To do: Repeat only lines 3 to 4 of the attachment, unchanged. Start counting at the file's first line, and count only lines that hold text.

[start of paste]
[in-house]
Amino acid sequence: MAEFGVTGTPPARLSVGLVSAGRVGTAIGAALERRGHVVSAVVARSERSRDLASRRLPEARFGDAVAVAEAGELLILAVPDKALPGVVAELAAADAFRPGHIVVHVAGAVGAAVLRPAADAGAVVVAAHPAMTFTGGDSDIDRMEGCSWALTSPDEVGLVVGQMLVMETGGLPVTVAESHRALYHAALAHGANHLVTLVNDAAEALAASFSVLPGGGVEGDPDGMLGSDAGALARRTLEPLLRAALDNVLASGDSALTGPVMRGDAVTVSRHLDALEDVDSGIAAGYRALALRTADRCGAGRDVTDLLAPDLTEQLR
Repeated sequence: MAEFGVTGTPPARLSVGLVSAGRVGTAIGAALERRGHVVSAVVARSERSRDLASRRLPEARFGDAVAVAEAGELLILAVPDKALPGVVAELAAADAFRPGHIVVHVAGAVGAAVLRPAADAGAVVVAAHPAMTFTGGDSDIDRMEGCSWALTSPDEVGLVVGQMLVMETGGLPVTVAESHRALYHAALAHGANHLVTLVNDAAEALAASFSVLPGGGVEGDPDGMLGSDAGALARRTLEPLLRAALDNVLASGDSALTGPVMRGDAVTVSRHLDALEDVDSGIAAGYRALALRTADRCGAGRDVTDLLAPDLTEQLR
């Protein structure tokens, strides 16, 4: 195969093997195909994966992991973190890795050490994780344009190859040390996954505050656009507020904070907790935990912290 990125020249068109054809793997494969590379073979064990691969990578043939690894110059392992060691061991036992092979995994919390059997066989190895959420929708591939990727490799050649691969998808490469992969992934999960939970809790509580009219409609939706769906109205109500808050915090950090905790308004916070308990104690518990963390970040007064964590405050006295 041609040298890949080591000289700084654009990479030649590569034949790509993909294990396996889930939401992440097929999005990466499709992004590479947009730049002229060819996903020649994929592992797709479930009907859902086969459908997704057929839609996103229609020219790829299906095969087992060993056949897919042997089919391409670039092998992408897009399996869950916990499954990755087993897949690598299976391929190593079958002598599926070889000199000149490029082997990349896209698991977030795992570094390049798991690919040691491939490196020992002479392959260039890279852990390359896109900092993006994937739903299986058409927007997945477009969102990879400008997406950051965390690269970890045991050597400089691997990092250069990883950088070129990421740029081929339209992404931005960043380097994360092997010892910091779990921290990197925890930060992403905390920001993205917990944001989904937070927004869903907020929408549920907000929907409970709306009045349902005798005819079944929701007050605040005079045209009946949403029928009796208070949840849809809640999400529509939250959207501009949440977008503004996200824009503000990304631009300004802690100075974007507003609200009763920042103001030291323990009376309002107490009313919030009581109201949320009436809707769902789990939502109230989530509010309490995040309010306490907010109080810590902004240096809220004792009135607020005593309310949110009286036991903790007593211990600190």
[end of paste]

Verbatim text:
Repeated sequence: MAEFGVTGTPPARLSVGLVSAGRVGTAIGAALERRGHVVSAVVARSERSRDLASRRLPEARFGDAVAVAEAGELLILAVPDKALPGVVAELAAADAFRPGHIVVHVAGAVGAAVLRPAADAGAVVVAAHPAMTFTGGDSDIDRMEGCSWALTSPDEVGLVVGQMLVMETGGLPVTVAESHRALYHAALAHGANHLVTLVNDAAEALAASFSVLPGGGVEGDPDGMLGSDAGALARRTLEPLLRAALDNVLASGDSALTGPVMRGDAVTVSRHLDALEDVDSGIAAGYRALALRTADRCGAGRDVTDLLAPDLTEQLR
């Protein structure tokens, strides 16, 4: 195969093997195909994966992991973190890795050490994780344009190859040390996954505050656009507020904070907790935990912290 990125020249068109054809793997494969590379073979064990691969990578043939690894110059392992060691061991036992092979995994919390059997066989190895959420929708591939990727490799050649691969998808490469992969992934999960939970809790509580009219409609939706769906109205109500808050915090950090905790308004916070308990104690518990963390970040007064964590405050006295 041609040298890949080591000289700084654009990479030649590569034949790509993909294990396996889930939401992440097929999005990466499709992004590479947009730049002229060819996903020649994929592992797709479930009907859902086969459908997704057929839609996103229609020219790829299906095969087992060993056949897919042997089919391409670039092998992408897009399996869950916990499954990755087993897949690598299976391929190593079958002598599926070889000199000149490029082997990349896209698991977030795992570094390049798991690919040691491939490196020992002479392959260039890279852990390359896109900092993006994937739903299986058409927007997945477009969102990879400008997406950051965390690269970890045991050597400089691997990092250069990883950088070129990421740029081929339209992404931005960043380097994360092997010892910091779990921290990197925890930060992403905390920001993205917990944001989904937070927004869903907020929408549920907000929907409970709306009045349902005798005819079944929701007050605040005079045209009946949403029928009796208070949840849809809640999400529509939250959207501009949440977008503004996200824009503000990304631009300004802690100075974007507003609200009763920042103001030291323990009376309002107490009313919030009581109201949320009436809707769902789990939502109230989530509010309490995040309010306490907010109080810590902004240096809220004792009135607020005593309310949110009286036991903790007593211990600190």